Third, oh my gosh, there are some people out there who are really different from me. I think we forget this is true a lot of the time, because it’s so easy to build a mirrored sphere of people and ideas around ourselves – you look around and everyone you listen to seems to agree with you, so you must be right. I got this dizzy feeling of cognitive dissonance when someone would talk about how hopefully someday we’d “round up” all the progressives, or how this was typical “Democratic thuggery,” or the idea that this wasn’t the worst of it because the Democrats are rigging the voting machines, and anyway they only win elections because they lie and cheat. I think all that stuff about Republicans! Well not really, but the temptation is there to buy into those ideas, and those are definitely the kinds of narratives that are bouncing around in my own personal chamber. And just to be clear, I’m pretty solidly against the idea of “rounding up” anyone, regardless of their politics. (Although maybe those people were joking and I didn’t get it. I sure hope so.)

Even though I’m a little weirded out by this tweet having become a bit of a talking point for the right, I do think it’s a strange and creepy way to go about getting the vote out. And it is an actual letter I got, so there’s that. It’s a real thing that exists in the world, so sorry NY State Democrats, but this one’s on you. It didn’t become a talking point because I tweeted it, it became a talking point because it makes you look tone deaf, and it’s a little embarrassing. I get the intent behind it, and yes of course we should all vote, but I certainly think they could have been a little more artful about it, you know, with the words and stuff. Then again, who knows, maybe this will get the right people to the polls, and maybe this will be a net gain for the Democrats. I will never know.

That said, I’m not going to vote against the Democrats just because of this letter, as surprisingly many have suggested. My politics aren’t going to change just because some people in some office made a bad decision and then hit print. I happen to believe that both sides have the capacity to be pretty shady when it comes to winning elections. Indeed, I’m not all that surprised to hear that one side or the other is trying to get certain people to vote or not to vote, because I know the tiniest bit about how campaigns work. And I truly don’t think it’s that big a deal – if you’ve been paying attention at all, you can probably think of five worse examples of corruption in politics than this letter.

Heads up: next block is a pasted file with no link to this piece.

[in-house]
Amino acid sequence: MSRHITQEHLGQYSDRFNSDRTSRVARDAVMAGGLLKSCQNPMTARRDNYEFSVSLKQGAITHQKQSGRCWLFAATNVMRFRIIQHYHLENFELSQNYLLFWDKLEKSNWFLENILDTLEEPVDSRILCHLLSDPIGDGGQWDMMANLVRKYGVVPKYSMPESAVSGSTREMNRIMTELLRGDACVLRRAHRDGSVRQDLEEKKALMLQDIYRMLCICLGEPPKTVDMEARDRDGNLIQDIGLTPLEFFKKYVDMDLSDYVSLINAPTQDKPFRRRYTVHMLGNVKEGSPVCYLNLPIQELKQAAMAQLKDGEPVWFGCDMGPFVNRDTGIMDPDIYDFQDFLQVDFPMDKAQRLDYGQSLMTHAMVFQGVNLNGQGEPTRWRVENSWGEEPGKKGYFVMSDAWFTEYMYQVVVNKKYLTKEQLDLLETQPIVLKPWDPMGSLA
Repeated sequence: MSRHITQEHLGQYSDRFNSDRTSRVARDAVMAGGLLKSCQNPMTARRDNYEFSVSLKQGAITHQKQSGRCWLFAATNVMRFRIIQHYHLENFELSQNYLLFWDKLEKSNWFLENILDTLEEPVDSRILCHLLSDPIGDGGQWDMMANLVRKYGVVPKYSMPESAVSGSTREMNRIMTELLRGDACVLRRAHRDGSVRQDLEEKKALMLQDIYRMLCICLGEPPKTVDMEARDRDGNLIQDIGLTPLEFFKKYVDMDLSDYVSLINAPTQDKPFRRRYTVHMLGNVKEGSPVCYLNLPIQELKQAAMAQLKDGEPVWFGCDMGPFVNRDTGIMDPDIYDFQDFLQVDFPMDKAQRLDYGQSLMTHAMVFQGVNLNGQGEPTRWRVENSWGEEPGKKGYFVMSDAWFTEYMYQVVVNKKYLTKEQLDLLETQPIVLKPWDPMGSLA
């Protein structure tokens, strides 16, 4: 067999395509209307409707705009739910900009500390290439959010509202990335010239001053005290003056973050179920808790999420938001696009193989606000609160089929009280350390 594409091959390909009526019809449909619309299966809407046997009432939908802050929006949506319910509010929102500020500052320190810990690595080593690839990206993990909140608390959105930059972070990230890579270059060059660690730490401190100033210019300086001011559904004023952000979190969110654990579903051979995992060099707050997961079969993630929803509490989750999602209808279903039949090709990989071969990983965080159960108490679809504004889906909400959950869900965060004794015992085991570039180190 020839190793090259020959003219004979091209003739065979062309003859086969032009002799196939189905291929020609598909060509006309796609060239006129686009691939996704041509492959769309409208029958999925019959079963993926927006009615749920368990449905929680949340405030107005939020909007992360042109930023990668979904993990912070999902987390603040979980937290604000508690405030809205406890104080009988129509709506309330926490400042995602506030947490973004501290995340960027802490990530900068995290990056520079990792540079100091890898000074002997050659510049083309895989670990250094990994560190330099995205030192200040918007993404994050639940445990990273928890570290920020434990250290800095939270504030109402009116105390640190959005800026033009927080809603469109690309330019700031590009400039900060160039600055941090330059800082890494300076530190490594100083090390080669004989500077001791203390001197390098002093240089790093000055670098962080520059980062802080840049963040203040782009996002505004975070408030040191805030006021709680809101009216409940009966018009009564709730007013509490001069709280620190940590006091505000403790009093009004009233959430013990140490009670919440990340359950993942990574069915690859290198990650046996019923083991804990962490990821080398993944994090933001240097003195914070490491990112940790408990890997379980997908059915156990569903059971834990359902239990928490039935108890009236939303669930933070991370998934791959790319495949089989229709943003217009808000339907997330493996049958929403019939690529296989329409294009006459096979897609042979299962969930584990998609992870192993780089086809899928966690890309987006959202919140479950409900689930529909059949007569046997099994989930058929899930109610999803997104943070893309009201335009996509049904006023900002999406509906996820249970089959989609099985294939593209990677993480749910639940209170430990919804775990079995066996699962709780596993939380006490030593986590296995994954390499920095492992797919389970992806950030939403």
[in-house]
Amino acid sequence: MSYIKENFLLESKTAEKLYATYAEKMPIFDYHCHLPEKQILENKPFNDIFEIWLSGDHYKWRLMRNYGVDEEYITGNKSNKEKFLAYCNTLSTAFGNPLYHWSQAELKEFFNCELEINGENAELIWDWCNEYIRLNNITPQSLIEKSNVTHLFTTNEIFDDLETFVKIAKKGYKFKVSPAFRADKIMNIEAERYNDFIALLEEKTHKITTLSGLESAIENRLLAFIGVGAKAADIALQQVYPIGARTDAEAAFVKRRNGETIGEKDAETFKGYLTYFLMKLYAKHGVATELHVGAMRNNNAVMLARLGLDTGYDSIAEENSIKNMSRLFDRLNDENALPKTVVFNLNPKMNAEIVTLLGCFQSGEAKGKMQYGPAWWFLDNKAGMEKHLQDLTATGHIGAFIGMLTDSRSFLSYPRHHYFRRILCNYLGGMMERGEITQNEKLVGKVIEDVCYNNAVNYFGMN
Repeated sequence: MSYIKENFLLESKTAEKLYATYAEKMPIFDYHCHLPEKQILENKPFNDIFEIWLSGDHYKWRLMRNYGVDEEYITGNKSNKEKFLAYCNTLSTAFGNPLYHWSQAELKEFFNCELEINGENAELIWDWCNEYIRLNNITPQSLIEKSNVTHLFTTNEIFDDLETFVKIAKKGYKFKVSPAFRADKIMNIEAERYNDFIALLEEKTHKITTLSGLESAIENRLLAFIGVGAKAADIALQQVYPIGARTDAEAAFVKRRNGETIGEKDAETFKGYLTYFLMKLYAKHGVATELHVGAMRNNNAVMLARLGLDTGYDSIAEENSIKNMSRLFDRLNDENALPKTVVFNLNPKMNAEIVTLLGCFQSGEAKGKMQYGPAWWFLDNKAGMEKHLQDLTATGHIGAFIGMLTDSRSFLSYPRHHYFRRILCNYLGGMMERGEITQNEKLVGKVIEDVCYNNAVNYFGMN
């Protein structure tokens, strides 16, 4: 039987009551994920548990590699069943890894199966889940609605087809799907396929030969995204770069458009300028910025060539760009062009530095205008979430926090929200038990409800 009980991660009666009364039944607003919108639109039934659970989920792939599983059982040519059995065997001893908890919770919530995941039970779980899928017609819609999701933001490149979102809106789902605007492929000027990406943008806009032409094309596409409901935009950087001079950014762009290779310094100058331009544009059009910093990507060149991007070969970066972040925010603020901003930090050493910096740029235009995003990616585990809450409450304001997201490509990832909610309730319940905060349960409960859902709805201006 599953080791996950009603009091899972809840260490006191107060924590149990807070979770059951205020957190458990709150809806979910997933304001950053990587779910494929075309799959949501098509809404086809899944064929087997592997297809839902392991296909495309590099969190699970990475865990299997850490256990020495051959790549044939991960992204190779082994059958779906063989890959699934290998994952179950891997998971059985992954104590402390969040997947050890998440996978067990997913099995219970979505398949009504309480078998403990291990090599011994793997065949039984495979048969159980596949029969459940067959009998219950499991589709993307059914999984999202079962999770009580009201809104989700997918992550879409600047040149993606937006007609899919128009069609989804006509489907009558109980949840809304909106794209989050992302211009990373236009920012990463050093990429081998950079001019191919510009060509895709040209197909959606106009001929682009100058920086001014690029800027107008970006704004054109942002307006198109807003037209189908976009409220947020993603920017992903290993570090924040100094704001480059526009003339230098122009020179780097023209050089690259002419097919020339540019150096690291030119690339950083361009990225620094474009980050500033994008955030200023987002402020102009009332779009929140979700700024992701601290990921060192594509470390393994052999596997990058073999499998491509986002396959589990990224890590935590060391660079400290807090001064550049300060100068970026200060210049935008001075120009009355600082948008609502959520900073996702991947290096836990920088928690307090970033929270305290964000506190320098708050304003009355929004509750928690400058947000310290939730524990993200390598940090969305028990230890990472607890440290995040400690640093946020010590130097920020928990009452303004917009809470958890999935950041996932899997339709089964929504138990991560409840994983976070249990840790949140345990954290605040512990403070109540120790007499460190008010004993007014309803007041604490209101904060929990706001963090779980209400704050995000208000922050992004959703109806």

So I’m still going to make my voting decisions based on my evaluation of which issues matter, and which candidates are best, which is what we should all be doing. Revenge voting doesn’t make any kind of sense. Neither does falling for these narratives, these mythologies that turn the messy/beautiful democratic process into a story of good guys and bad guys. It’s just that kind of group think that makes us check out of the very difficult but essential process of thinking critically about what candidates say and do, and about how our government behaves. We all have to work hard at looking past the comfortably familiar images in that mirrored sphere, and make our own decisions about what’s right and true. And this goes for both the idiot right wing nut jobs AND the spineless nanny state liberal elites.

You should pay attention. You should vote. Most of all, you should think for yourself.

I CANNOT WAIT for the comment thread on this one…


Eric says

As someone who probably doesn't have quite the same political beliefs as you, but is still a big fan, I thank you for this thoughtful and fair-minded post. We should definitely listen outside of our echo chambers, and I agree we'd probably find that we are more like our political opponents than we think.

Kim says

I saw your original tweet of this letter and, like you, thought it was a little dumb but totally non-threatening. I chuckled at your comment about it. Then while radio station surfing, I heard a right wing talk show host (I think it was Glenn Beck) talking about it and how it sounded just like a veiled threat to him. I didn't put two and two together and realize that he or one of his followers picked it up from your tweet! Crazy.

I agree it's become nearly impossible to have an intelligent discussion about these issues, especially online. Reading any comments section for a political article just depresses me. It's always good to hear from intelligent folks like you who actually use their brains not their gut feelings or peer pressure to make those decisions.

And no matter whom you vote for, EVERYBODY VOTE! (but make it an educated vote, please)

Phelps says

The thing is, it seems threatening because it is a threat. Other Dem groups have sent targeted letters out to neighborhoods listing exactly who on a block did and did not vote in the last election. It's creepy, and it should be shunned.

Personally, I'm not one of these "everybody vote!" types. If you aren't following along and aren't interested enough to know why you (you personally) should vote, then... you probably shouldn't. Otherwise it ends up all being "rah rah my team yay!" and "I like the way that guy eats soup, so I'm going to put him in charge of the city/state/country/world."

Matt says

Before the hordes arrive, let me just say -- well done, JoCo. There isn't a single word in this post I could find fault or disagree with.